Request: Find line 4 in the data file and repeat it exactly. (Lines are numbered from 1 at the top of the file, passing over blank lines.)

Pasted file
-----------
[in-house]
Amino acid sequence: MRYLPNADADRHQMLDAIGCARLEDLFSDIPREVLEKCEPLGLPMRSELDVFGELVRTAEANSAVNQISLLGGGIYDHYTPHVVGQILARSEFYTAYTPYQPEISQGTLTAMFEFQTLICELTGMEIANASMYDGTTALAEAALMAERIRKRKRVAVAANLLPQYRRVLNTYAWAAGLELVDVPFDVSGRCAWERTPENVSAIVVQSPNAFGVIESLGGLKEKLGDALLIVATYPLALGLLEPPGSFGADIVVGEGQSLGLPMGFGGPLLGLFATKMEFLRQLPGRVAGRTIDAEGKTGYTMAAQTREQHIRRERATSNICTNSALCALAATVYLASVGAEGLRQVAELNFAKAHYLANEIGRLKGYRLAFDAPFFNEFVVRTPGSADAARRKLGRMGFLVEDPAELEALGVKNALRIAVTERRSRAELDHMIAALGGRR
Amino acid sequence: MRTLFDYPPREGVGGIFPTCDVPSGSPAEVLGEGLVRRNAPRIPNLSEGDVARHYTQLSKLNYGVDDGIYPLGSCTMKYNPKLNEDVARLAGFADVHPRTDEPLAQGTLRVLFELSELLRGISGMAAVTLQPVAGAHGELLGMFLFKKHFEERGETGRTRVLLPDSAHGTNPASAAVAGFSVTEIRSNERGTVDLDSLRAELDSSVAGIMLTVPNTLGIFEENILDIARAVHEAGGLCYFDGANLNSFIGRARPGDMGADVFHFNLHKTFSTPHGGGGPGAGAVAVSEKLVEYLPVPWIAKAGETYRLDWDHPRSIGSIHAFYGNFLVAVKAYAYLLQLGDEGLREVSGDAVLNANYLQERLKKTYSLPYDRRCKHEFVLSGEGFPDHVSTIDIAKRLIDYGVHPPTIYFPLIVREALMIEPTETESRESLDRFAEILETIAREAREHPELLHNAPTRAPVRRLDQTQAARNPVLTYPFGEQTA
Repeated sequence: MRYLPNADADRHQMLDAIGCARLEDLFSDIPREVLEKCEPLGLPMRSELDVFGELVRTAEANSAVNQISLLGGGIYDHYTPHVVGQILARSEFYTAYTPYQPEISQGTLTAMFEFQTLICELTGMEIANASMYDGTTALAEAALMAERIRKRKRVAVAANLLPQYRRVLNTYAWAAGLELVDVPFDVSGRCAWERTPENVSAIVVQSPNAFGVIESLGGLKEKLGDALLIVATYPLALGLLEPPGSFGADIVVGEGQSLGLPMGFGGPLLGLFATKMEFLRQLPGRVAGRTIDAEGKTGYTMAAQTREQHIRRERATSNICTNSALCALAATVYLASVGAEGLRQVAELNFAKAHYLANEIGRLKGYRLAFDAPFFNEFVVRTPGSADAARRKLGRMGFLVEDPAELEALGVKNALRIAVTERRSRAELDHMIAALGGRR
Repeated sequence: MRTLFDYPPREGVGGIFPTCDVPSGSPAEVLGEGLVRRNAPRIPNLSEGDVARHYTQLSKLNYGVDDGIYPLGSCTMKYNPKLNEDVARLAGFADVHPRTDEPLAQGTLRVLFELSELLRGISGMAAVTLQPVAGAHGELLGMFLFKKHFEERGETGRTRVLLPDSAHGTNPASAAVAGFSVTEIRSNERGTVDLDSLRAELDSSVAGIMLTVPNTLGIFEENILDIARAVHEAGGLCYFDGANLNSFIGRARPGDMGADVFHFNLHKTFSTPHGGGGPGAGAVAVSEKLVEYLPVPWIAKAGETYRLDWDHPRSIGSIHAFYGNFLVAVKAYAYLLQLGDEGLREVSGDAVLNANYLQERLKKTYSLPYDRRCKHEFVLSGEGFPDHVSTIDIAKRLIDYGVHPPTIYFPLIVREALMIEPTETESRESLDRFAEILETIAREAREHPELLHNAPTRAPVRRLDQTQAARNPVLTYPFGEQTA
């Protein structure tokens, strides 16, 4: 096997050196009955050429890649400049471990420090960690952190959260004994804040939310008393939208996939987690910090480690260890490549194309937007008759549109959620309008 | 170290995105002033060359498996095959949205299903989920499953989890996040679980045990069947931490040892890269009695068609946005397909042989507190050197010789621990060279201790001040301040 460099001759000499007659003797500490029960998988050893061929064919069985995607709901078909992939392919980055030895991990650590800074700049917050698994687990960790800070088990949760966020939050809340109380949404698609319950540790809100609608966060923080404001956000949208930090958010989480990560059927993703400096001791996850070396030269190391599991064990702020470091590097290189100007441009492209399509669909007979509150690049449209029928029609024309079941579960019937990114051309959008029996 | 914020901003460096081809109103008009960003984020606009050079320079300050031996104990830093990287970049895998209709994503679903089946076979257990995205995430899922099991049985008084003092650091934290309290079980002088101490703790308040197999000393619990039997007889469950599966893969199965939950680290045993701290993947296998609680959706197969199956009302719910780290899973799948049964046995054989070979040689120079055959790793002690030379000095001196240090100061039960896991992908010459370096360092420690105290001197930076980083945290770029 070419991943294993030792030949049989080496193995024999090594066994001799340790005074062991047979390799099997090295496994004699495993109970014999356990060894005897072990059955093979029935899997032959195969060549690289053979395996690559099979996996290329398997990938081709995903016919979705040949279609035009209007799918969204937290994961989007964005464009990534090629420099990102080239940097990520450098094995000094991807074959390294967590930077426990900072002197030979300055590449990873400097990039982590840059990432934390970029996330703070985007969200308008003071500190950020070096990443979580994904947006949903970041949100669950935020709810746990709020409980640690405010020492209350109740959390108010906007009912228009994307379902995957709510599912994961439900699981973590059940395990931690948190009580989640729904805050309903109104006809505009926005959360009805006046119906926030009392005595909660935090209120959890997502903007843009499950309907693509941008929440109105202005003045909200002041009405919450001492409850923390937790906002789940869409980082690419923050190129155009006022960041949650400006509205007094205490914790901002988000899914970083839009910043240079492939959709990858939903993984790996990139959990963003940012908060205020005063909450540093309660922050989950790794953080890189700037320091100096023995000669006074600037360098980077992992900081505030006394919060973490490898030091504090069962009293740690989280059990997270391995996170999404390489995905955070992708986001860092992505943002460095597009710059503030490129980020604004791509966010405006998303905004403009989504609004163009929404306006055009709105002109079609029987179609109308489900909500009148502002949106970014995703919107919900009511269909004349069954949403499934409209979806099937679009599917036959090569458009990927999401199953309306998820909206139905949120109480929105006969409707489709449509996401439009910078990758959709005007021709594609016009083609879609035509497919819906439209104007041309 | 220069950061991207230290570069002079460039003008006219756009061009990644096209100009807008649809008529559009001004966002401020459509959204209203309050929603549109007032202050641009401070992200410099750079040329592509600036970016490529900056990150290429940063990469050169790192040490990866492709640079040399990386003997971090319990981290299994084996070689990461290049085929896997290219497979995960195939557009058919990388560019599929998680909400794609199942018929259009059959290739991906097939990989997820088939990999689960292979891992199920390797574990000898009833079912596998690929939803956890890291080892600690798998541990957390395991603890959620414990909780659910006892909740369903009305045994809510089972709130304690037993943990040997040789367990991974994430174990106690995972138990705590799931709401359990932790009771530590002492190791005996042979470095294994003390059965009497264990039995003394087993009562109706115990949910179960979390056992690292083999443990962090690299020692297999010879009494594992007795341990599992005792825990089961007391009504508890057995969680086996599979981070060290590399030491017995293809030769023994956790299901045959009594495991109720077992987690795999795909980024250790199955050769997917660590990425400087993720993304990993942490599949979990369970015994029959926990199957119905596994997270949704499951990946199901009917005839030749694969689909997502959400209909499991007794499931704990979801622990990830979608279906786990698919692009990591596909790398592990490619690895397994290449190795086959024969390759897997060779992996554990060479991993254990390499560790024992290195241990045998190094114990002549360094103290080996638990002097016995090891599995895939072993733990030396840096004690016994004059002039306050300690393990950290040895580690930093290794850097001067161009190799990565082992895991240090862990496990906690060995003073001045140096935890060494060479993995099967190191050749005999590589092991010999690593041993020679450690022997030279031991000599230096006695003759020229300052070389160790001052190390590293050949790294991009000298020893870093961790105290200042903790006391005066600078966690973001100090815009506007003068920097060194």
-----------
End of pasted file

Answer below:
Repeated sequence: MRYLPNADADRHQMLDAIGCARLEDLFSDIPREVLEKCEPLGLPMRSELDVFGELVRTAEANSAVNQISLLGGGIYDHYTPHVVGQILARSEFYTAYTPYQPEISQGTLTAMFEFQTLICELTGMEIANASMYDGTTALAEAALMAERIRKRKRVAVAANLLPQYRRVLNTYAWAAGLELVDVPFDVSGRCAWERTPENVSAIVVQSPNAFGVIESLGGLKEKLGDALLIVATYPLALGLLEPPGSFGADIVVGEGQSLGLPMGFGGPLLGLFATKMEFLRQLPGRVAGRTIDAEGKTGYTMAAQTREQHIRRERATSNICTNSALCALAATVYLASVGAEGLRQVAELNFAKAHYLANEIGRLKGYRLAFDAPFFNEFVVRTPGSADAARRKLGRMGFLVEDPAELEALGVKNALRIAVTERRSRAELDHMIAALGGRR